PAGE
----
A fierce campaign raged in Georgia in recent weeks. Yesterday, the second round took place of a presidential election that made it unprecedentedly exciting in the first round: the difference between the winner and the number two was less than 1%. The ruling party, Georgian Dream (GD), is backing an independent candidate, Salome Zurabishvili, against the opposition United National Movement (UNM) candidate, Grigol Vasjadze. The powerful GD threw everything into the fray, resulting in a huge mobilisation. This was also visible: the entire government campaigned and in capital Tbilisi, gigantic posters of Zurabishvili hung everywhere you looked. It worked: some 98% of the votes have now been counted and of these, she has 60% versus Vashadze's 40%.
During the campaign, language on both sides was remarkably sharp: accusations of treason seemed to be the order of the day, and both sides predicted hell and damnation if the opposing candidate wins. One would think this would be a crucial election for a powerful position, but nothing could be further from the truth. Since a constitutional amendment last year, the president has a ceremonial role and Georgia will now officially become a parliamentary republic. So why the high stakes?
One reason is that this presidential election is seen as a precursor to the much more important 2020 parliamentary election. It is the biggest pillar of the country's vote after six years of GD government, and will also be iconic for next campaign. But for many in Georgia, the answer also lies in what they call "the battle between two men": informal UNM leader Mikheil Saakashvili and GD leader Bidzina Ivanishvili. The billionaire Ivanishvili appeared on the Georgian political scene out of nowhere in 2012 with his Georgian Dream, sending Saakashvili's UNM home after a defeat in the parliamentary election. When Saakashvili's last term as president expired in 2013, he emigrated to Ukraine. After an unsuccessful attempt to build a new political career there, he has been living in the Netherlands since this year. He cannot return to Georgia as he has been indicted for alleged crimes during his terms in office since 2014. In addition, Saakashvili lost his Georgian citizenship after he applied for Ukrainian citizenship to follow his political ambitions there.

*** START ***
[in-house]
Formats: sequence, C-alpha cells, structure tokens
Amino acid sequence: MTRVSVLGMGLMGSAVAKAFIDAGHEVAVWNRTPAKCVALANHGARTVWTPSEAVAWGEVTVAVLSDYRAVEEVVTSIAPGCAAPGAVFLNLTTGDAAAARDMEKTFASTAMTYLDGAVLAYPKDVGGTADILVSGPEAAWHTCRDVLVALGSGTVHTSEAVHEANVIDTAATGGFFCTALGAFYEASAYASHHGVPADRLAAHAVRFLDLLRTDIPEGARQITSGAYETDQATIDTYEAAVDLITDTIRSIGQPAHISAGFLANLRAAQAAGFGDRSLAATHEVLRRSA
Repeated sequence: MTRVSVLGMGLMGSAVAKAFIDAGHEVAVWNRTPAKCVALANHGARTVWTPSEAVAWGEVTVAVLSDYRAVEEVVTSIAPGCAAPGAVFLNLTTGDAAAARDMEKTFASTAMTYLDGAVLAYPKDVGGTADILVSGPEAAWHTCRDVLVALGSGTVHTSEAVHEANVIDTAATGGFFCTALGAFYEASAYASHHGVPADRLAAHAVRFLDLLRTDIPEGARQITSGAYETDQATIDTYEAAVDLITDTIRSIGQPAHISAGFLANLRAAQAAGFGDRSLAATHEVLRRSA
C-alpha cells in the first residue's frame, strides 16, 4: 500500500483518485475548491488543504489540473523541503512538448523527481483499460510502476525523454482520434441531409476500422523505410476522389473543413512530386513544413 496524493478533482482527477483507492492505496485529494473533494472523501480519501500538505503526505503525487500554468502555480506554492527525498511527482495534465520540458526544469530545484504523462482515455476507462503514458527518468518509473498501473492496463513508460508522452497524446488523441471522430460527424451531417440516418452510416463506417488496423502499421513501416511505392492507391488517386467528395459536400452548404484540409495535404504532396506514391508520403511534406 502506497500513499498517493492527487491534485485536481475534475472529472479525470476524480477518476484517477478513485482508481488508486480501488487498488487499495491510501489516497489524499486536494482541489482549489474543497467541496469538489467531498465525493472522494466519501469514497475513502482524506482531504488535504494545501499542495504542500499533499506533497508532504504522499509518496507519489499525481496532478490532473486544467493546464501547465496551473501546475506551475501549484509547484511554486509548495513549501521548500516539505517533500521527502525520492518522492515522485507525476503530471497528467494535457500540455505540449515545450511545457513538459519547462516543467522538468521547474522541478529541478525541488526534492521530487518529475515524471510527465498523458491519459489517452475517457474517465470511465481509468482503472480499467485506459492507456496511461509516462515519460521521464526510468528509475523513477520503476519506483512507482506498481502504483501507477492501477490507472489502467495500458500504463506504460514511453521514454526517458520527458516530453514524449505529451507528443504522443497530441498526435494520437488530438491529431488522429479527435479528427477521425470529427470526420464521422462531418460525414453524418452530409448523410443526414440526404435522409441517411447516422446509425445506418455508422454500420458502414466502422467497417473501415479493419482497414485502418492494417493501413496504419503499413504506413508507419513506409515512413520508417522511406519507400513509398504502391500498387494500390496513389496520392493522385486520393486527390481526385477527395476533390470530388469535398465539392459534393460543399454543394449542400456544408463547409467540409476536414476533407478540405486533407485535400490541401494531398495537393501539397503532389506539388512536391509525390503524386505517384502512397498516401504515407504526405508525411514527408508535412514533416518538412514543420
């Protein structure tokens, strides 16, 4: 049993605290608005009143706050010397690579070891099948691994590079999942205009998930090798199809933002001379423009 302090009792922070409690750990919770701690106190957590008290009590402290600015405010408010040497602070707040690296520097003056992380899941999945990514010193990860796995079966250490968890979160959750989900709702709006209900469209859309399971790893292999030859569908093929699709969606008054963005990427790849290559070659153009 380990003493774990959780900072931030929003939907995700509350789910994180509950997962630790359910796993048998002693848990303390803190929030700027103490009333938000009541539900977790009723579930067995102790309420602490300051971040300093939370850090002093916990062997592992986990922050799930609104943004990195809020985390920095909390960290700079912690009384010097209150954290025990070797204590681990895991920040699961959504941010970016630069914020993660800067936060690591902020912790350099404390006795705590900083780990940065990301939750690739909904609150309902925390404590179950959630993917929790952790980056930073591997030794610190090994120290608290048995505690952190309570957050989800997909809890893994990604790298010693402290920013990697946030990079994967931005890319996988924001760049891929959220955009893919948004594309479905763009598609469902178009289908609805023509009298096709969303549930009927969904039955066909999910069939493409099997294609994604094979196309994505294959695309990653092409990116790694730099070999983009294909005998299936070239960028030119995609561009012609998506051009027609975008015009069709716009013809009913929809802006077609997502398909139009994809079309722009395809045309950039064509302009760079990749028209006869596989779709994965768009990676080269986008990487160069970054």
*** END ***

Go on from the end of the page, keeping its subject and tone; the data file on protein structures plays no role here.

None of this has stopped Saakashvili from seeking an active role in Georgian politics. He addresses meetings of his party via Skype connections, and the UNM has still not elected a new party leader. Saakashvili and Ivanishvili accuse each other of everything that is wrong in Georgia. You could say the two can't stand each other.
Leader vs party
That the struggle has a personal tinge is also evident from the reactions of Saakashvili himself and his UNM, respectively, to the election results. Through a Skype interview, Saakashvili called on Georgians not to accept this result as legitimate and to launch a campaign of civil disobedience against the "criminal mafia gang that has Georgia in its grip." He called on the police to "stand on the side of the people" and the army not to carry out "illegal orders". It is very reminiscent of a call for revolution. UNM and its candidate, Vasjadze, are a lot more restrained. Although they too question to some extent the legitimacy of the election - they talk about vote buying and pressure on voters from the GD - Vasjadze said at a press conference in his response to Saakashvili's words that "what has not been decided [by us] collectively and what has not been said from this podium remains the opinion of one person".
Meanwhile, Georgian society is completely polarised: you are either for one or the other. Or rather: against one or against the other. This applies not only to most people, but also to the media. There seems to be no room for a middle ground. In the first round, though, there was a third candidate, who got almost 11% of the votes against the 38% and 37% of numbers 1 and 2 respectively. This Davit Bakradze is the leader of the European Georgia party, a split from the UNM after a conflict over, among other things, the need to elect a new leader. But Bakradze also picks a side in this duel: in the second round, his party supported the UNM because they consider the alternative - GD - "much worse". In particular, they accuse Ivanishvili of having the party in his pocket, and controlling the country in the same way.
Up or down
The key question in all this is whether the fledgling Georgian democracy in the making can cope with the high-stakes rivalry between two major personalities. In 2012, Georgia became the first country in the region to see a change of power after fair elections. But past achievements do not guarantee the future, and it is very important to maintain and anchor that progress. The focus in Georgia and beyond will therefore be on how this second round of presidential elections went (reports from monitors are yet to come).
Has GD stuck to democratic principles as it threatened to lose a leadership position for the first time since 2012? The opposition at least thinks not. And given the effort it took to win this election, there is also the question of whether GD will stick to the democratic process ahead of the crucial 2020 parliamentary election, the outcome of which suddenly seems a lot less certain. And how will the UNM stand? Will it choose the confrontational path and style of its informal leader-in-exile, or will it go for a peaceful process? In short, the coming period will be a test for Georgia. Let us hope that enough progress has been made in recent years to pass it.